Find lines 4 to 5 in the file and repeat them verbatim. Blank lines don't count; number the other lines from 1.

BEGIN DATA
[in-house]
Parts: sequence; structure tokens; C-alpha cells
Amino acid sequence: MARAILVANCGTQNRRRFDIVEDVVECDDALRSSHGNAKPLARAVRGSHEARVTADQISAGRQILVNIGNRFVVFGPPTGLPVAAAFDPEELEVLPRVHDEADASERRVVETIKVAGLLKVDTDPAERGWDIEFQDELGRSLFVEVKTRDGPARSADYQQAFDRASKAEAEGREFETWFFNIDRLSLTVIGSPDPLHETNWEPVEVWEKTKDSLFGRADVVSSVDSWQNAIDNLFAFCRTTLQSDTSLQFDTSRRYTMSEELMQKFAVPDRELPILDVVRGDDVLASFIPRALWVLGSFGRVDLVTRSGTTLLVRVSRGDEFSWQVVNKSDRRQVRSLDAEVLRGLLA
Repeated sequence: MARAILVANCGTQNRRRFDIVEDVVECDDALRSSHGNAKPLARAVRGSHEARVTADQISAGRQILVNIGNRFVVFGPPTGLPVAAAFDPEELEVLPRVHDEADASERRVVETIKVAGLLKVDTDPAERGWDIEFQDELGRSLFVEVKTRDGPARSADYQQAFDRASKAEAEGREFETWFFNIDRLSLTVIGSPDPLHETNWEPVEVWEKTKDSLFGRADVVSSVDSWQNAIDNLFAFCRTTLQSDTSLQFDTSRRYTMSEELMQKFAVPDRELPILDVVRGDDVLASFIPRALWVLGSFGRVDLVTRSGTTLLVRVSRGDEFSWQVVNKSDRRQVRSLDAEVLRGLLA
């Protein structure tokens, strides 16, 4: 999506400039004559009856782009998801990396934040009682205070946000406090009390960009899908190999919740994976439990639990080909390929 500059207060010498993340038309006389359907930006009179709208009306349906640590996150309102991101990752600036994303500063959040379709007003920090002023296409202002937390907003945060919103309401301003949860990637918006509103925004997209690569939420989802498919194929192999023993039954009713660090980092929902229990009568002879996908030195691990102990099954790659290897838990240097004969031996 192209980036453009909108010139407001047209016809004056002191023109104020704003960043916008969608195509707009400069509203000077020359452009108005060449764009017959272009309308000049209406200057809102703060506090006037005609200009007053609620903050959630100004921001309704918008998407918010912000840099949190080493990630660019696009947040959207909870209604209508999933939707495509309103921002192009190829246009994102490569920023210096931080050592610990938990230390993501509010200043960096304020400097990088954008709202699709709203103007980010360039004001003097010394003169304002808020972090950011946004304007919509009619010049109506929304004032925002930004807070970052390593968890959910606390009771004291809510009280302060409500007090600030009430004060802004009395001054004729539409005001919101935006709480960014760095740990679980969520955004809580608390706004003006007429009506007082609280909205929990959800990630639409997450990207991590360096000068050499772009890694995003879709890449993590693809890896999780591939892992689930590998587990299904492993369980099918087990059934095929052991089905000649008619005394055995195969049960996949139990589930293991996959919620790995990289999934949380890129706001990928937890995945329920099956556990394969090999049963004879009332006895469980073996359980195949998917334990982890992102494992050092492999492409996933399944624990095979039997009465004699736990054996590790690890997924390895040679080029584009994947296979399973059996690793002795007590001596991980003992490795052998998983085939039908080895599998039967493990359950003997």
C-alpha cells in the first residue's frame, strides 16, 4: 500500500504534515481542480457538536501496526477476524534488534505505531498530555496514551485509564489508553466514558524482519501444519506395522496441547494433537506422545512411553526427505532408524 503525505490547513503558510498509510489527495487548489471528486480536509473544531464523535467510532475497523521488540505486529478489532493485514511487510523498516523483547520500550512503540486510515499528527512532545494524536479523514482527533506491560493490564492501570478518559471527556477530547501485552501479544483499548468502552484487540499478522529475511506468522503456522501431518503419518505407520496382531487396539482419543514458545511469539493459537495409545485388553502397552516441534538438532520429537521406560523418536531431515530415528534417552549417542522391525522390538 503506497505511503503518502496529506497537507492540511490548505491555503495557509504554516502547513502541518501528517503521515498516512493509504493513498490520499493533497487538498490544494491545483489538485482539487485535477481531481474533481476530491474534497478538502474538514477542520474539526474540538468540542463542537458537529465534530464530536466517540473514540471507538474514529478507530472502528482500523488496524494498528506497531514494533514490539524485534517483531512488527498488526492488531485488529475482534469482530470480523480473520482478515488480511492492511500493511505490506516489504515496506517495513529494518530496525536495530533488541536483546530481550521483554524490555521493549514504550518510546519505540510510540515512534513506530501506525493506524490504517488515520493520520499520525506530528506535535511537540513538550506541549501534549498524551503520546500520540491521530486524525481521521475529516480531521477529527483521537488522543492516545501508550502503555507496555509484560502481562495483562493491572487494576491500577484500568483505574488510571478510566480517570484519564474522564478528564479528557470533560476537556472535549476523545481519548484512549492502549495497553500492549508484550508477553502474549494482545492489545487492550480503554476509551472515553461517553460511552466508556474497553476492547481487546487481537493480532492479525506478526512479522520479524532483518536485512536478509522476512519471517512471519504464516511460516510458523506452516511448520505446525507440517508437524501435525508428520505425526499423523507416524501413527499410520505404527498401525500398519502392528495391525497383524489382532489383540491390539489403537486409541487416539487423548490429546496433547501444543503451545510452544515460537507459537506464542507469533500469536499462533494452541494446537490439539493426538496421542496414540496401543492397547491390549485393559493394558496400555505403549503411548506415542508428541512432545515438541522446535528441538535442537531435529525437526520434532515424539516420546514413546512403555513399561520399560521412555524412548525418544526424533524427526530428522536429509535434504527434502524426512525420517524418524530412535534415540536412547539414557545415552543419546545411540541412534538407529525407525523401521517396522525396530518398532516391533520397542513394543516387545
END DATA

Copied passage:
Repeated sequence: MARAILVANCGTQNRRRFDIVEDVVECDDALRSSHGNAKPLARAVRGSHEARVTADQISAGRQILVNIGNRFVVFGPPTGLPVAAAFDPEELEVLPRVHDEADASERRVVETIKVAGLLKVDTDPAERGWDIEFQDELGRSLFVEVKTRDGPARSADYQQAFDRASKAEAEGREFETWFFNIDRLSLTVIGSPDPLHETNWEPVEVWEKTKDSLFGRADVVSSVDSWQNAIDNLFAFCRTTLQSDTSLQFDTSRRYTMSEELMQKFAVPDRELPILDVVRGDDVLASFIPRALWVLGSFGRVDLVTRSGTTLLVRVSRGDEFSWQVVNKSDRRQVRSLDAEVLRGLLA
């Protein structure tokens, strides 16, 4: 999506400039004559009856782009998801990396934040009682205070946000406090009390960009899908190999919740994976439990639990080909390929 500059207060010498993340038309006389359907930006009179709208009306349906640590996150309102991101990752600036994303500063959040379709007003920090002023296409202002937390907003945060919103309401301003949860990637918006509103925004997209690569939420989802498919194929192999023993039954009713660090980092929902229990009568002879996908030195691990102990099954790659290897838990240097004969031996 192209980036453009909108010139407001047209016809004056002191023109104020704003960043916008969608195509707009400069509203000077020359452009108005060449764009017959272009309308000049209406200057809102703060506090006037005609200009007053609620903050959630100004921001309704918008998407918010912000840099949190080493990630660019696009947040959207909870209604209508999933939707495509309103921002192009190829246009994102490569920023210096931080050592610990938990230390993501509010200043960096304020400097990088954008709202699709709203103007980010360039004001003097010394003169304002808020972090950011946004304007919509009619010049109506929304004032925002930004807070970052390593968890959910606390009771004291809510009280302060409500007090600030009430004060802004009395001054004729539409005001919101935006709480960014760095740990679980969520955004809580608390706004003006007429009506007082609280909205929990959800990630639409997450990207991590360096000068050499772009890694995003879709890449993590693809890896999780591939892992689930590998587990299904492993369980099918087990059934095929052991089905000649008619005394055995195969049960996949139990589930293991996959919620790995990289999934949380890129706001990928937890995945329920099956556990394969090999049963004879009332006895469980073996359980195949998917334990982890992102494992050092492999492409996933399944624990095979039997009465004699736990054996590790690890997924390895040679080029584009994947296979399973059996690793002795007590001596991980003992490795052998998983085939039908080895599998039967493990359950003997």